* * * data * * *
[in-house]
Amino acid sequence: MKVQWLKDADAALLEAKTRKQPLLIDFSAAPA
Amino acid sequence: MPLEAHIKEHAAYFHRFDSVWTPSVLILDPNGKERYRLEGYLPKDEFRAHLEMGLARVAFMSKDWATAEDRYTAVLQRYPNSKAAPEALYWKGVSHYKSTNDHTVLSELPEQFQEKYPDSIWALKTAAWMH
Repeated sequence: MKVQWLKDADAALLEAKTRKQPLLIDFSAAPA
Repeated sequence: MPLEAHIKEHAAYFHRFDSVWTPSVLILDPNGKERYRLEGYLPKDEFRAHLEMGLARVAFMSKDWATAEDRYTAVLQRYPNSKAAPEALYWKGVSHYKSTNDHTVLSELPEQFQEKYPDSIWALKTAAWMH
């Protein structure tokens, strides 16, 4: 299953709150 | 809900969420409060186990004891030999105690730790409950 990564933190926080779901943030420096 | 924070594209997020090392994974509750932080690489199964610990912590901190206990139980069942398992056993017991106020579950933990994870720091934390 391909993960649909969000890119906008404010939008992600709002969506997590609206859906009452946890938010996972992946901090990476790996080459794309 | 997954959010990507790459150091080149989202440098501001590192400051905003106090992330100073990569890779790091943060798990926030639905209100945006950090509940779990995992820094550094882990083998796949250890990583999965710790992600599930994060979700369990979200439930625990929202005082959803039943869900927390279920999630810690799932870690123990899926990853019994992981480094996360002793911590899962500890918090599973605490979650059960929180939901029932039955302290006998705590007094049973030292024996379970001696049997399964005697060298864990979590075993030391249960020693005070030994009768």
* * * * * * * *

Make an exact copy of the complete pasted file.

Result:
[in-house]
Amino acid sequence: MKVQWLKDADAALLEAKTRKQPLLIDFSAAPA
Amino acid sequence: MPLEAHIKEHAAYFHRFDSVWTPSVLILDPNGKERYRLEGYLPKDEFRAHLEMGLARVAFMSKDWATAEDRYTAVLQRYPNSKAAPEALYWKGVSHYKSTNDHTVLSELPEQFQEKYPDSIWALKTAAWMH
Repeated sequence: MKVQWLKDADAALLEAKTRKQPLLIDFSAAPA
Repeated sequence: MPLEAHIKEHAAYFHRFDSVWTPSVLILDPNGKERYRLEGYLPKDEFRAHLEMGLARVAFMSKDWATAEDRYTAVLQRYPNSKAAPEALYWKGVSHYKSTNDHTVLSELPEQFQEKYPDSIWALKTAAWMH
């Protein structure tokens, strides 16, 4: 299953709150 | 809900969420409060186990004891030999105690730790409950 990564933190926080779901943030420096 | 924070594209997020090392994974509750932080690489199964610990912590901190206990139980069942398992056993017991106020579950933990994870720091934390 391909993960649909969000890119906008404010939008992600709002969506997590609206859906009452946890938010996972992946901090990476790996080459794309 | 997954959010990507790459150091080149989202440098501001590192400051905003106090992330100073990569890779790091943060798990926030639905209100945006950090509940779990995992820094550094882990083998796949250890990583999965710790992600599930994060979700369990979200439930625990929202005082959803039943869900927390279920999630810690799932870690123990899926990853019994992981480094996360002793911590899962500890918090599973605490979650059960929180939901029932039955302290006998705590007094049973030292024996379970001696049997399964005697060298864990979590075993030391249960020693005070030994009768």